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10 Most Iconic Actresses From Hollywood's Golden Age (& Their Best Role) – Collider

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These women are Hollywood gold!
The 2020 Netflix series, Hollywood, aimed to highlight the “unfair systems and biases across race, gender and sexuality” of Hollywood’s Golden Age. In that era, between the 1920s and early 1960s (roughly), it was the American actresses whose very presence in major motion pictures challenged the status quo in the industry.
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These iconic women boast countless awards and nominations, credits under Hollywood’s many box office hits, and broke down barriers in a gender and racially underrepresented industry. Iconic may be an understatement, but actresses like Joan Crawford, Ava Gardner, Hattie McDaniel, boast a legacy from Hollywood’s Golden Age which remains a staple in entertainment culture even today – these are the roles that cemented that legacy.
Crawford found early success in the 1920s and ‘30s, but her popularity waned soon after (the rise and fall of stars were common in this era, after all). But her triumphant return to cinema came after she took on the titular role in Mildred Pierce (1945) where she would go on to win an Academy Award for Best Actress that same year.
Much like the trends of today, methods of filmmaking and storytelling in the Golden Age of Hollywood were ever-fading. The noir style of movies came and went following the post-World War II era, Crawford’s depiction of a struggling single mother in Mildred Pierce is regarded as one of the best noir films of all time. Throughout the years acting has remained a career within the family, with Crawford’s granddaughter, Kaia Gerber, recently starring in the latest season of American Horror Story.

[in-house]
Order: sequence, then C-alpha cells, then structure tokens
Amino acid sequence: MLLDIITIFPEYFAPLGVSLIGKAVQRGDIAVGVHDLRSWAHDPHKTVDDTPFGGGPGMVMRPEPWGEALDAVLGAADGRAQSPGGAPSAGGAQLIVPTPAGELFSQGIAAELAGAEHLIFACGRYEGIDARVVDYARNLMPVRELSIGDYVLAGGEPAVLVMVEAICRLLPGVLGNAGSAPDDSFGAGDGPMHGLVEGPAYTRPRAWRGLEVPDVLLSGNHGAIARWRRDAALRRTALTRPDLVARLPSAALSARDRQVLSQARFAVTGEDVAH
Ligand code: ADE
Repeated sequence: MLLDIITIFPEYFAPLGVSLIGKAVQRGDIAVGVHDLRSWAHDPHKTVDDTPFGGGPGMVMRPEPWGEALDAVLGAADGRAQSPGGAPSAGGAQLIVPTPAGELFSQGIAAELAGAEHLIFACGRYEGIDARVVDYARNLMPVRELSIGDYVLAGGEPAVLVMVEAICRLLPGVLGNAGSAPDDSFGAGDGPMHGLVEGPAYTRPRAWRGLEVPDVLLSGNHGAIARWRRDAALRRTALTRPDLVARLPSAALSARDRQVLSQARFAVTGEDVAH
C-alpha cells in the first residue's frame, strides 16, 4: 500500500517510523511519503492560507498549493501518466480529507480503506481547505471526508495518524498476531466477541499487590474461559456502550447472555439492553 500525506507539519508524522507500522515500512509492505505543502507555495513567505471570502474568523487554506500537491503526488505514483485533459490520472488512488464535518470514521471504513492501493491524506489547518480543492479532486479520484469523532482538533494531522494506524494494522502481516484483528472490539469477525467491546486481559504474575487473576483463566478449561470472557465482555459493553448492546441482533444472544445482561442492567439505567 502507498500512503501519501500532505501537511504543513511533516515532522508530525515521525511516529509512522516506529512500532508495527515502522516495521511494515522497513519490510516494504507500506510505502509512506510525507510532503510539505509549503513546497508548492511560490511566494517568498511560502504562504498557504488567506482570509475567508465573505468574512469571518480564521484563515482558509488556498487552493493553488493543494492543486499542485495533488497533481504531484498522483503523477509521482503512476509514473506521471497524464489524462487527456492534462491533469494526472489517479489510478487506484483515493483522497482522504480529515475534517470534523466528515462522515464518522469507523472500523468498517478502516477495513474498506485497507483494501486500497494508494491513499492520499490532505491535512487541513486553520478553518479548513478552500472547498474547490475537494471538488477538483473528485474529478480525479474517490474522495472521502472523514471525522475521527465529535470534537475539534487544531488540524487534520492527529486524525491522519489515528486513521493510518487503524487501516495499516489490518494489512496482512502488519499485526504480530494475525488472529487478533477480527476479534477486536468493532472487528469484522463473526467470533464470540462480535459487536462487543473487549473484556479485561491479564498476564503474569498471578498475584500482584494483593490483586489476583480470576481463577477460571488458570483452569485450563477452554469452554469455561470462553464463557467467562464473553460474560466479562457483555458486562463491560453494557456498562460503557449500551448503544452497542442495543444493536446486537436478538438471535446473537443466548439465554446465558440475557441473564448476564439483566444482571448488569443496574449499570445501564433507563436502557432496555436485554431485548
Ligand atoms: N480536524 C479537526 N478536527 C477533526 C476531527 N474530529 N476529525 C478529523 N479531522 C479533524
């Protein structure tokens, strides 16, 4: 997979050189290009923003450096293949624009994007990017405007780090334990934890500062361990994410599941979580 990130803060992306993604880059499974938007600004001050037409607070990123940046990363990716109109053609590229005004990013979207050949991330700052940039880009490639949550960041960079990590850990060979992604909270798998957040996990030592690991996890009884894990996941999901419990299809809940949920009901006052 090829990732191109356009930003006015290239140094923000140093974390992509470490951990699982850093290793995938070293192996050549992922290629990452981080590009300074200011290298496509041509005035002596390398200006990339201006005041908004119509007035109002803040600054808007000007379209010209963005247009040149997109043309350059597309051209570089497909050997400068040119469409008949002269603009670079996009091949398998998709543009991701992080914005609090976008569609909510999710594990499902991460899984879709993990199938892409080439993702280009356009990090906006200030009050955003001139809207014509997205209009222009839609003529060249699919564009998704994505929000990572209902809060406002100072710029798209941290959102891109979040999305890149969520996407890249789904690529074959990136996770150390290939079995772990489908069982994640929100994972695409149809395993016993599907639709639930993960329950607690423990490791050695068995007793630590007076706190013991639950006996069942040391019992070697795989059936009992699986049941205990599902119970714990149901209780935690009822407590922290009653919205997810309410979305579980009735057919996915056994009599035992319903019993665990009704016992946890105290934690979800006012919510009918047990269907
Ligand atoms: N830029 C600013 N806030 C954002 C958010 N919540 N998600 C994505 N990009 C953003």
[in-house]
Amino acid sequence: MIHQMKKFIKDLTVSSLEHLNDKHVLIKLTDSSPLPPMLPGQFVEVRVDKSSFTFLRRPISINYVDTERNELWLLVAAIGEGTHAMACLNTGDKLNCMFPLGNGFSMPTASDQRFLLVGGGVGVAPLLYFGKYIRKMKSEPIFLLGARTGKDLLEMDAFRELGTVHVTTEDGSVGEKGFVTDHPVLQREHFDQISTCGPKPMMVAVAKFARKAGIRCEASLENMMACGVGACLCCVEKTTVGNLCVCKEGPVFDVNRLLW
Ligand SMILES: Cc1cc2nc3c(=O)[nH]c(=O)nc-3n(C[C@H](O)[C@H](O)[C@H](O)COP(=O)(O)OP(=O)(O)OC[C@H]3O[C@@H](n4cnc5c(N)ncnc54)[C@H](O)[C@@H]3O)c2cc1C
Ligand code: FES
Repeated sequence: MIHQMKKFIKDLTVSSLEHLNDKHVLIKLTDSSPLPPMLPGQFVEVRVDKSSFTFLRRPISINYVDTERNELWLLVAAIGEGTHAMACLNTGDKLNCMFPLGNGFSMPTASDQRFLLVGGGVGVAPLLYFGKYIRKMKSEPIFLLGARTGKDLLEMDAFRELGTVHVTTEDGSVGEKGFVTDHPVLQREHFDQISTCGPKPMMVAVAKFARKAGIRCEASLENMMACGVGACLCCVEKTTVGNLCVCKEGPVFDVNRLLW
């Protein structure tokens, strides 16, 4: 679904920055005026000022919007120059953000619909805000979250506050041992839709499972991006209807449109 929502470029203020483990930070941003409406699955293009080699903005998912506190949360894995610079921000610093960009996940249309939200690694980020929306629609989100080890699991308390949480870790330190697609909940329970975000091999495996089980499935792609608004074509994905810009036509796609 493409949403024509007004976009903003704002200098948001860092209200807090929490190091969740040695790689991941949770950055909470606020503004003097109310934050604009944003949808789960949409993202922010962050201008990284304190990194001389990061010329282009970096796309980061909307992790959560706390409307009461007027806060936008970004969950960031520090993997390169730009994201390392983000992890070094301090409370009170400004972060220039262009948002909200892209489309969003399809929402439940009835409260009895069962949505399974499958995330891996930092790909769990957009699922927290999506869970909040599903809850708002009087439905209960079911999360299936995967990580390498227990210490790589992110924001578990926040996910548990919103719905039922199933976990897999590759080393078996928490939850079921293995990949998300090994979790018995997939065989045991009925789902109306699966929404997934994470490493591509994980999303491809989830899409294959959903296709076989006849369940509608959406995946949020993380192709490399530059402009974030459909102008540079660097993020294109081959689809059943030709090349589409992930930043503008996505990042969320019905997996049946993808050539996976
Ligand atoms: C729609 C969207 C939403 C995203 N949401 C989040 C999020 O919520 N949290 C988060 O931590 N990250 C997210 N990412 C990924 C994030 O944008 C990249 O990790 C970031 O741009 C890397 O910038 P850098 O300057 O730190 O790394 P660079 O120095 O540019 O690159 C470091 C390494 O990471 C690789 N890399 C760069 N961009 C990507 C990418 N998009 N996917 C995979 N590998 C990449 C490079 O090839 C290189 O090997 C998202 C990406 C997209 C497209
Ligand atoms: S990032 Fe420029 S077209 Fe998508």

Nina Mae McKinney, a singer, dancer, and one of the early African-American actresses on Broadway and in movies. She led the all-Black cast as “city girl” Chick in the 1929 movie musical, Hallelujah that addressed themes of racial stenotypes, religion, and American history.
In the early days of Hollywood’s Golden Age, African American representation was scarce. Hallelujah aimed portray the African-American experience in an authentic light, and earned praise for successfully doing just that (for the era). McKinney only wanted to perform, and couldn’t get many roles in the United States, so she left for Europe in the ‘30s and starred in many international productions. From Harlem to Hollywood to France, McKinney became known as the first African American woman to take on a role film meant for general audiences.
From American Westerns to romantic dramas to Shakespeare renditions, Katharine Hepburn was known for roles in many genres. But it’s Bringing Up Baby (1938) which showed she truly understood the craft. Though the movie was a box office failure, it gained appreciation during the latter part of Hollywood’s Golden Age. Much like Hepburn, the slapstick comedy was simply ahead of its time.
Over the course of her 60-year career, Hepburn advocated for her rights as an actress, took on roles with deliberation, and went on to be named The American Film Academy's number one female screen legend of the Classic Hollywood Era. Her legacy surpasses the many roles she took on in film, TV, and onstage, and she became known as a “modern woman” of her era.
When Bette Davis starred in the 1950 American drama, All About Eve, it almost served as a full-circle moment for the actress. Davis originally got her start as a Broadway actress, but moved to Hollywood in pursuit of feature length roles. Two decades later, she would play Margo Channing in All About Eve, an aging Broadway star whose onstage career was coming to an end.
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Davis won Best Actress at the Cannes Film Festival for her depiction of Margo, and earned herself an Oscar nomination. It wasn’t her first award (or nomination) and would not be her last, and she became the first person (regardless of gender) to earn 10 Acadamy Award nominations.
Though she held many titles – actress, singer, comedian, McDaniel is most notably known for being the first African American to win an Oscar in 1940. The award was given for her supporting role as Mammy in Gone with the Wind – a film whose problematic themes transpired into real life – where McDaniel was unable to attend the Atlanta premiere due to Jim Crow laws.